Our first stop in Madagascar was on its hot west coast (temperatures in the high 80’s) where we visited the Kirindy Reserve. Our focus was on the island’s lemurs, who are found nowhere else on earth. The Australians on the trip said they looked like Koala Bears, Catherine thinks they look like Pandas, they eat like chipmunks, and move through the trees like monkeys. But no matter how you characterize them they are cute as a button. The lemurs are canopy dwellers, meaning they live in the top of the trees which provides opportunities for the classic shot of lemurs jumping
But it also makes for some difficult photography as they are high in the trees and often backlight, but we also had 3 up-close (less than 5 feet) encounters.
Another highlight of the trio was our fosa sightings. The fosa is the size of a medium sized dog and Madagascar’s largest predator. (Humans have wiped out all wild creatures over 25 pounds on Madagascar since they arrived on the Island 2,000 years ago). It looks cat like but is not related to any animal outside of Madagascar.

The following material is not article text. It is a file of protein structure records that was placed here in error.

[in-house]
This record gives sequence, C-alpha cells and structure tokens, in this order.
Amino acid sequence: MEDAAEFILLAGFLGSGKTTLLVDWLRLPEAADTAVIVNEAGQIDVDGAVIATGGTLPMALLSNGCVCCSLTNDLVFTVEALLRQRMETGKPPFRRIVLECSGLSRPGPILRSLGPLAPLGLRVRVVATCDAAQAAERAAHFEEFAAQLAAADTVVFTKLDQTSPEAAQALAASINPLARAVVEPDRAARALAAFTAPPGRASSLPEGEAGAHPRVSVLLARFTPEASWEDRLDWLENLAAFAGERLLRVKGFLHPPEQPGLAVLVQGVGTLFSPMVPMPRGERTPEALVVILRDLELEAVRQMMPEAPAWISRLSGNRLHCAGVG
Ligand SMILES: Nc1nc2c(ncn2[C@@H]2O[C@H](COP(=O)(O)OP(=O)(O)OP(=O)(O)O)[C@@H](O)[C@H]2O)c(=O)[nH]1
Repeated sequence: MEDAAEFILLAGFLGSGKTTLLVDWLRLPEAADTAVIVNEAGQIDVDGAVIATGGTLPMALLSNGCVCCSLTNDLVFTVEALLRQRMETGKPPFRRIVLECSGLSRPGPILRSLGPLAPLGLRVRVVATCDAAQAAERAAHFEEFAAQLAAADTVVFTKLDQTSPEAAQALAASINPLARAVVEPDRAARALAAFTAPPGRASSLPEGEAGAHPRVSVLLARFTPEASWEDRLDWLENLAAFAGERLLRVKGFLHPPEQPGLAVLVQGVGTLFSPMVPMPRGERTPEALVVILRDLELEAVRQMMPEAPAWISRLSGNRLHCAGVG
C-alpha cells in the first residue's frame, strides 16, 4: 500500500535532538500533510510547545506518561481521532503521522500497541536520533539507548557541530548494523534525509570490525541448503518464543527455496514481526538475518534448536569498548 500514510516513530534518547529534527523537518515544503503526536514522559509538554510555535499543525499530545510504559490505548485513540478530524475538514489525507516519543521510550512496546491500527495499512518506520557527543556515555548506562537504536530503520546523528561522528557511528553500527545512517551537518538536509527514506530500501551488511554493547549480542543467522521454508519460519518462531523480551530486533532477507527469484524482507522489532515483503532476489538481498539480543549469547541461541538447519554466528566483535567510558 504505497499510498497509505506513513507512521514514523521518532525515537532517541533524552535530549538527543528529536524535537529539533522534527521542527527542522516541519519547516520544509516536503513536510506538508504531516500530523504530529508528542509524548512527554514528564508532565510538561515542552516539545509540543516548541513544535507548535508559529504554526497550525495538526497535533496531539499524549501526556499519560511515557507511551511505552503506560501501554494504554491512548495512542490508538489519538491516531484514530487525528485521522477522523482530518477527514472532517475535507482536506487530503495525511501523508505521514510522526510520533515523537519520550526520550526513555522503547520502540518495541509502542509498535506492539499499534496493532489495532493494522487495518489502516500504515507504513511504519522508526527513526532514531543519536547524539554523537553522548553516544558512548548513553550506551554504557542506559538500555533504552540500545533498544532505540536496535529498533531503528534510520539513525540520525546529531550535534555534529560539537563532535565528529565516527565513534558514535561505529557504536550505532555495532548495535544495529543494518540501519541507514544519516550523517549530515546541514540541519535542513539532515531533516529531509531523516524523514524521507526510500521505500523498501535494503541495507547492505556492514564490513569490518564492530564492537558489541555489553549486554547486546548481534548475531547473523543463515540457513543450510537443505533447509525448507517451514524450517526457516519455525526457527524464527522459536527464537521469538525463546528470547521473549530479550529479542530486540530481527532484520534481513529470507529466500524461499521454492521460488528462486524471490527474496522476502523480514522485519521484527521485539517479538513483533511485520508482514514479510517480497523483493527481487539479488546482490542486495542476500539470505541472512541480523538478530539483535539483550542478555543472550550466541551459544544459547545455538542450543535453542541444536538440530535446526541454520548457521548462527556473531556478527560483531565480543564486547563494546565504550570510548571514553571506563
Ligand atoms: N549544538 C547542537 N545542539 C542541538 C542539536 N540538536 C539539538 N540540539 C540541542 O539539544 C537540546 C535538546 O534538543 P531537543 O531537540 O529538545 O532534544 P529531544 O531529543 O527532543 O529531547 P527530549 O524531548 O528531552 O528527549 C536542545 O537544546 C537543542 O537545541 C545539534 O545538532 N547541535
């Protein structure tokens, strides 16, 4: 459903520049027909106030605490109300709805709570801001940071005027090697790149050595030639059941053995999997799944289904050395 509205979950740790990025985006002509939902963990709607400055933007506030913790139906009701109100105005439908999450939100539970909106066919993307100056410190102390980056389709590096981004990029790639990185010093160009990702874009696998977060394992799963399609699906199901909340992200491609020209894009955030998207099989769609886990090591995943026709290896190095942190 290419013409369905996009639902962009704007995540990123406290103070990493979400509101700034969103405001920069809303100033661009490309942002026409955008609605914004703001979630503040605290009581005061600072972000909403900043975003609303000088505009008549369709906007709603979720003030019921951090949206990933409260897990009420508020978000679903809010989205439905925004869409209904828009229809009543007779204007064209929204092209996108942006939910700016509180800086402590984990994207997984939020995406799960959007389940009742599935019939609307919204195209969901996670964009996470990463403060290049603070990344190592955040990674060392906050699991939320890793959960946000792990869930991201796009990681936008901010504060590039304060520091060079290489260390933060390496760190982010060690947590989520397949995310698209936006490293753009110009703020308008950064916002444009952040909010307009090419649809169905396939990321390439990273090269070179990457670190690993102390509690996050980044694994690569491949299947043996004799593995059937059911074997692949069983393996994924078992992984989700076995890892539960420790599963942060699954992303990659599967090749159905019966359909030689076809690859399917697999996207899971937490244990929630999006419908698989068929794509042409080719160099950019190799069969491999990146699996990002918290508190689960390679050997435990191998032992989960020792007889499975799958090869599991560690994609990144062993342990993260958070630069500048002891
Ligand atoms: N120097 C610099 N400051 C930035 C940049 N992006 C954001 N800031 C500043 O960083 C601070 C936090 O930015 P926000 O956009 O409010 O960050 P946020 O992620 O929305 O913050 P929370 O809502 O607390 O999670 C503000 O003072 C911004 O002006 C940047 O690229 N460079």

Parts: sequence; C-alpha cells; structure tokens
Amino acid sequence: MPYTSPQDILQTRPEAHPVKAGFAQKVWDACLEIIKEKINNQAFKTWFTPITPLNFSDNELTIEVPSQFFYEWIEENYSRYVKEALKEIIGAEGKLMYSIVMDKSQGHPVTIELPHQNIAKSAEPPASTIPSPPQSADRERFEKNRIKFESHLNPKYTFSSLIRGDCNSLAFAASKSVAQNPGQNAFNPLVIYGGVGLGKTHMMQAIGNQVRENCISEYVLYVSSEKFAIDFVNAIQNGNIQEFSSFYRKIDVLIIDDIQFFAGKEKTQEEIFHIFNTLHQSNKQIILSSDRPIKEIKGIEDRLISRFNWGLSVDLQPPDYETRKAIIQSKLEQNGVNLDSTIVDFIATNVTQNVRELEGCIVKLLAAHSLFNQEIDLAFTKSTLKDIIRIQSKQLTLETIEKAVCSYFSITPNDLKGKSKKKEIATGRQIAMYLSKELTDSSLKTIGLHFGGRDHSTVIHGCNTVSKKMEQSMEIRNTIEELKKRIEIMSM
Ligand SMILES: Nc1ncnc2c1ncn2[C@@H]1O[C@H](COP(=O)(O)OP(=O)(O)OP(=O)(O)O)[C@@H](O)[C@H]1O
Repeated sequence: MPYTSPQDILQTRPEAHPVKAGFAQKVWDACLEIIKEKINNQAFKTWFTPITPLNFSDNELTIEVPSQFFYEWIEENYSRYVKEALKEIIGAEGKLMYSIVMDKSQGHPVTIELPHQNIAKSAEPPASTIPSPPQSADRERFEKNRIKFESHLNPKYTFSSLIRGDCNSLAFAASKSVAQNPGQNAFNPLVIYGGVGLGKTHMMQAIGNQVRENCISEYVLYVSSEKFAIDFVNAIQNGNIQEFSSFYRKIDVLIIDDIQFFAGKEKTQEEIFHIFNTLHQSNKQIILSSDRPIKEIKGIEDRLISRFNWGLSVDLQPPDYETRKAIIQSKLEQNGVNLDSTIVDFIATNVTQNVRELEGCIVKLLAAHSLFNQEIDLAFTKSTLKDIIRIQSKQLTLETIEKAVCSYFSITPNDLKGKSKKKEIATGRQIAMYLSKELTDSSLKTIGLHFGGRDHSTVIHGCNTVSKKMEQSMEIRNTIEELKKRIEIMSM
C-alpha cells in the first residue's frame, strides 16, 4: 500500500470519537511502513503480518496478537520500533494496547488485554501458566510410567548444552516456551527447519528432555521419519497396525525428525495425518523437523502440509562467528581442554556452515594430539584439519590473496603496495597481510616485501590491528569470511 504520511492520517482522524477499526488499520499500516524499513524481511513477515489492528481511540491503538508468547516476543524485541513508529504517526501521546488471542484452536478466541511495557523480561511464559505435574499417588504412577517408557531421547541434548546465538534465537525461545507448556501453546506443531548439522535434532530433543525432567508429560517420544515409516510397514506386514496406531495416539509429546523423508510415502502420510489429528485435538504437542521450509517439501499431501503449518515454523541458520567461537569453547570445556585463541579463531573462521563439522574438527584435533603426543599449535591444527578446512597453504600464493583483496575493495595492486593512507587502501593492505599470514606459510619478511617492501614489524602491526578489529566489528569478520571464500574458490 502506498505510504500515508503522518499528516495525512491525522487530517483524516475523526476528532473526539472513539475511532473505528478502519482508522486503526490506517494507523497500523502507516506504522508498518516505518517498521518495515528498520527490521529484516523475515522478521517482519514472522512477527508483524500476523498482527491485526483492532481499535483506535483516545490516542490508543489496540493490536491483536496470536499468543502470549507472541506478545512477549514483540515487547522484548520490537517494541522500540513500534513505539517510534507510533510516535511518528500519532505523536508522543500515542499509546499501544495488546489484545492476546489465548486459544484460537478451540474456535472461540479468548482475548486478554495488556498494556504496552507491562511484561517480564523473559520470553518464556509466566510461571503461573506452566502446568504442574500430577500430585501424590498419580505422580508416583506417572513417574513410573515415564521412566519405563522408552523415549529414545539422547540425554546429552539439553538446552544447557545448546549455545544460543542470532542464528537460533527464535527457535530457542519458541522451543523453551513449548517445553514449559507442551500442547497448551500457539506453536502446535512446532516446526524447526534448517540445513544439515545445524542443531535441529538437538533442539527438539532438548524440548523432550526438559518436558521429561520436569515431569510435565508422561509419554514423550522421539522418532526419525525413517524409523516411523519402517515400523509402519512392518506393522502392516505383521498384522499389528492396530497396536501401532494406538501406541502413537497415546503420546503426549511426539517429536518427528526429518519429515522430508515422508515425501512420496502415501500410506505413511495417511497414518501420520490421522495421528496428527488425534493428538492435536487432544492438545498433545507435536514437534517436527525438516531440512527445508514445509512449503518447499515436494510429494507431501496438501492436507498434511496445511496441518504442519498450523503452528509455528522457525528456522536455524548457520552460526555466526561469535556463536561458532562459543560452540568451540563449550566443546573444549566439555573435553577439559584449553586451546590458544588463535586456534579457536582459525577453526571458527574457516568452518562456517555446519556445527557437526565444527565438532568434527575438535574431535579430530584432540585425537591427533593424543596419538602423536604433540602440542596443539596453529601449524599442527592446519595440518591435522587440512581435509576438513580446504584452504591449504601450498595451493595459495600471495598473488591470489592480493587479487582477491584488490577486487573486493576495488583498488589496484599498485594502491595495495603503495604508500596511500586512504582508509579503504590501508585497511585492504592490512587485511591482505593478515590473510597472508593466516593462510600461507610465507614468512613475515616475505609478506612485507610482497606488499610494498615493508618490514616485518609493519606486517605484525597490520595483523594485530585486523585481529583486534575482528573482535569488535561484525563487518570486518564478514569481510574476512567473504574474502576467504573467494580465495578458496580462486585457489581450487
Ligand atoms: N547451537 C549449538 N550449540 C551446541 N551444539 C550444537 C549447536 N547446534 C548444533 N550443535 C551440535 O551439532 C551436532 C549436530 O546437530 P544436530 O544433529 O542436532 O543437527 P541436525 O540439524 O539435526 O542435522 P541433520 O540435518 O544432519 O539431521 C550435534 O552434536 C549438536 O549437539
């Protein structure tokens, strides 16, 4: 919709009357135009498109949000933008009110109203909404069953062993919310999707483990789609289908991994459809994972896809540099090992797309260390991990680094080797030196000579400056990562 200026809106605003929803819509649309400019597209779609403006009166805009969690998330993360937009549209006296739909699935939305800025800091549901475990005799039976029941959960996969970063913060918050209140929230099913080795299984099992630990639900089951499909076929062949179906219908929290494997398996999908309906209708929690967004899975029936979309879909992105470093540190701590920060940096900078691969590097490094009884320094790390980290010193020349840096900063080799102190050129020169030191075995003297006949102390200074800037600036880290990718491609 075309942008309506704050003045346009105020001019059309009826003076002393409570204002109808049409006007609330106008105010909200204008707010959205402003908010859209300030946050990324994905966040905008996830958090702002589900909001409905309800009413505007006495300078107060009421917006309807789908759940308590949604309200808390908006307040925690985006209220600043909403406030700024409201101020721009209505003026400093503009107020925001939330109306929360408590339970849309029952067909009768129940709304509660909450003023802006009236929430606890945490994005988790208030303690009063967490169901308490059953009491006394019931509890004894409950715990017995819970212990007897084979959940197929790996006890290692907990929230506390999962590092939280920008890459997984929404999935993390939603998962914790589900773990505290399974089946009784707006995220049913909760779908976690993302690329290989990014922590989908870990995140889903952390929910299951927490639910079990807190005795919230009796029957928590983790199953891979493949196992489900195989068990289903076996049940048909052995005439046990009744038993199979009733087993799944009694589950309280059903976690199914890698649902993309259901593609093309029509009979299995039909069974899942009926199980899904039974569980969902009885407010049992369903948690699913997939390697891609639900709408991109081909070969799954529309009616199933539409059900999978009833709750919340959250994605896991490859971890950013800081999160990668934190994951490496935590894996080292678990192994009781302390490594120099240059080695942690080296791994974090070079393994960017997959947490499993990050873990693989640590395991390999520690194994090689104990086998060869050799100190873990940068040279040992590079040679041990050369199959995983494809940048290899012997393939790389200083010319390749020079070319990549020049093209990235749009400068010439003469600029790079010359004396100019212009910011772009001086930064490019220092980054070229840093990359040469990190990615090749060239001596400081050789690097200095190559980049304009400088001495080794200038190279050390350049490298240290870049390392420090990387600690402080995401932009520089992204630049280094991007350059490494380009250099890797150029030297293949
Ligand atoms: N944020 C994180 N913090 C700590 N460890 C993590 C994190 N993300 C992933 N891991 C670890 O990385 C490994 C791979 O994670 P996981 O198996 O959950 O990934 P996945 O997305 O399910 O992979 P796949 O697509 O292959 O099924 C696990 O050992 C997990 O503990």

We didn’t photograph only mammals. Like much of southern Africa, Madagascar is home to the baobab tree. We spent an late afternoon shoot at the iconic Alee des Baobabs. This is Madagascar’s best place to photograph the island’s baobab.
A lowlight of this part of the trip was our accommodations. While we stayed in the best lodge in the Kirindy Reserve, it was also the only lodge. It was very basic, no air conditioning or even insulation in the walls, no screens on the windows, and a unique Madagascar feature, the toilets came without seats but with frogs!
We are off to the central part of Madagascar for more lemurs and hopefully better toilets.